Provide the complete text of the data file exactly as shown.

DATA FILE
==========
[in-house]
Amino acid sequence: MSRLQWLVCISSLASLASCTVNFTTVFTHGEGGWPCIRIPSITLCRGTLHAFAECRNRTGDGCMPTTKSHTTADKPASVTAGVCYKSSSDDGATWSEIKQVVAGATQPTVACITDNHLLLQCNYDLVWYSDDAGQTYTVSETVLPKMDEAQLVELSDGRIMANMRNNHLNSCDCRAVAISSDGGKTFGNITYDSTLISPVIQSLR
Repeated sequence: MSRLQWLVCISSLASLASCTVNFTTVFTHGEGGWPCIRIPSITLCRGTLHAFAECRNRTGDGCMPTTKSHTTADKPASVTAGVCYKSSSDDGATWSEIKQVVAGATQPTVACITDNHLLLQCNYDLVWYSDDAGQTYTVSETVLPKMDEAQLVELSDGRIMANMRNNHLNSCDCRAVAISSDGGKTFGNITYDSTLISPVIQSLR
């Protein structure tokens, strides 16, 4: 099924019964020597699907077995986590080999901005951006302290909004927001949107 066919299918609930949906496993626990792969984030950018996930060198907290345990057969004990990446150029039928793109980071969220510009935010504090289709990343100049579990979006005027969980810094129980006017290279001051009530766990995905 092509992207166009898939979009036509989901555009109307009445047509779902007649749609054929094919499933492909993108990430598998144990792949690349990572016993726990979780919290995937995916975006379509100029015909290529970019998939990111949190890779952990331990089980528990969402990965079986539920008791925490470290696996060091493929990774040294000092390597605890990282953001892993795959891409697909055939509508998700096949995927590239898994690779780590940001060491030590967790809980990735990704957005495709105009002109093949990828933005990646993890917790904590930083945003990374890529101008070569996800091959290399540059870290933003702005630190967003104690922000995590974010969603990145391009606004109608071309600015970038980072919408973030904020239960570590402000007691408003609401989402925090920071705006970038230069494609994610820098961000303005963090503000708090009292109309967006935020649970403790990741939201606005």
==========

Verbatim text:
[in-house]
Amino acid sequence: MSRLQWLVCISSLASLASCTVNFTTVFTHGEGGWPCIRIPSITLCRGTLHAFAECRNRTGDGCMPTTKSHTTADKPASVTAGVCYKSSSDDGATWSEIKQVVAGATQPTVACITDNHLLLQCNYDLVWYSDDAGQTYTVSETVLPKMDEAQLVELSDGRIMANMRNNHLNSCDCRAVAISSDGGKTFGNITYDSTLISPVIQSLR
Repeated sequence: MSRLQWLVCISSLASLASCTVNFTTVFTHGEGGWPCIRIPSITLCRGTLHAFAECRNRTGDGCMPTTKSHTTADKPASVTAGVCYKSSSDDGATWSEIKQVVAGATQPTVACITDNHLLLQCNYDLVWYSDDAGQTYTVSETVLPKMDEAQLVELSDGRIMANMRNNHLNSCDCRAVAISSDGGKTFGNITYDSTLISPVIQSLR
């Protein structure tokens, strides 16, 4: 099924019964020597699907077995986590080999901005951006302290909004927001949107 066919299918609930949906496993626990792969984030950018996930060198907290345990057969004990990446150029039928793109980071969220510009935010504090289709990343100049579990979006005027969980810094129980006017290279001051009530766990995905 092509992207166009898939979009036509989901555009109307009445047509779902007649749609054929094919499933492909993108990430598998144990792949690349990572016993726990979780919290995937995916975006379509100029015909290529970019998939990111949190890779952990331990089980528990969402990965079986539920008791925490470290696996060091493929990774040294000092390597605890990282953001892993795959891409697909055939509508998700096949995927590239898994690779780590940001060491030590967790809980990735990704957005495709105009002109093949990828933005990646993890917790904590930083945003990374890529101008070569996800091959290399540059870290933003702005630190967003104690922000995590974010969603990145391009606004109608071309600015970038980072919408973030904020239960570590402000007691408003609401989402925090920071705006970038230069494609994610820098961000303005963090503000708090009292109309967006935020649970403790990741939201606005």